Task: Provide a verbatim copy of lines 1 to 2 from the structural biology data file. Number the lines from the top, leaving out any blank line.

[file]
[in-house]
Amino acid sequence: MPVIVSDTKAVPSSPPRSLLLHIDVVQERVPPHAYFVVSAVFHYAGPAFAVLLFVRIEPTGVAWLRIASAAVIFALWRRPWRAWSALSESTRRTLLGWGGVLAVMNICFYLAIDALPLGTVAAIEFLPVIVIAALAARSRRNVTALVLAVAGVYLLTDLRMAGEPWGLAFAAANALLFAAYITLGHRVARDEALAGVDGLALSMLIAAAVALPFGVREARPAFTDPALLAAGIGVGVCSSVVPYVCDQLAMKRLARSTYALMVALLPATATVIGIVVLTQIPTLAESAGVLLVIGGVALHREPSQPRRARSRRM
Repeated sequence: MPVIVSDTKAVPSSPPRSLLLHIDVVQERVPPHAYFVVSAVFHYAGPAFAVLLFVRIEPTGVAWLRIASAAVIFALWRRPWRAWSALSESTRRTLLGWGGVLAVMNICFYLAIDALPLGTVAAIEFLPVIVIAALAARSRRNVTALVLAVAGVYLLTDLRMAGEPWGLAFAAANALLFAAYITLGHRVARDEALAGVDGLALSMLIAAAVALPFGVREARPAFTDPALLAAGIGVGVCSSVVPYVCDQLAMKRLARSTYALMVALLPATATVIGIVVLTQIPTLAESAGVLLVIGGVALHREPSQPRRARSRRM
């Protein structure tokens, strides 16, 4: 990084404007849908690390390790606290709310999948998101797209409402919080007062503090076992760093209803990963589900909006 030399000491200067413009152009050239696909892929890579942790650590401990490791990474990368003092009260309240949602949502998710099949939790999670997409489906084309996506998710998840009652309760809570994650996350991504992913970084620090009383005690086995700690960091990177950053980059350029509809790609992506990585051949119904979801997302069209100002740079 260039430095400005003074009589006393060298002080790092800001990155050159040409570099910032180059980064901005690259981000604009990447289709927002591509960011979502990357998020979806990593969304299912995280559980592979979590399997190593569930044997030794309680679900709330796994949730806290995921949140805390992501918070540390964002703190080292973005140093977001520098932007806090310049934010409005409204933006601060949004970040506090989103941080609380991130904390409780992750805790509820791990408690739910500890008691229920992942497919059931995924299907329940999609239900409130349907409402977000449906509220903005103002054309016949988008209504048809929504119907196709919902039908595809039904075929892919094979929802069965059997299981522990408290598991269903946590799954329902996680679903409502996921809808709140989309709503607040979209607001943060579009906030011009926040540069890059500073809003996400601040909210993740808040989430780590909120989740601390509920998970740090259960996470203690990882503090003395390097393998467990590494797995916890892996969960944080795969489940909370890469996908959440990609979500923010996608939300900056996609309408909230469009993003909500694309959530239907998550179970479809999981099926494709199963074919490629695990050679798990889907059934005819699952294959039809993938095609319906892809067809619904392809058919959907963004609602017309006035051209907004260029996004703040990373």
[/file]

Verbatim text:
[in-house]
Amino acid sequence: MPVIVSDTKAVPSSPPRSLLLHIDVVQERVPPHAYFVVSAVFHYAGPAFAVLLFVRIEPTGVAWLRIASAAVIFALWRRPWRAWSALSESTRRTLLGWGGVLAVMNICFYLAIDALPLGTVAAIEFLPVIVIAALAARSRRNVTALVLAVAGVYLLTDLRMAGEPWGLAFAAANALLFAAYITLGHRVARDEALAGVDGLALSMLIAAAVALPFGVREARPAFTDPALLAAGIGVGVCSSVVPYVCDQLAMKRLARSTYALMVALLPATATVIGIVVLTQIPTLAESAGVLLVIGGVALHREPSQPRRARSRRM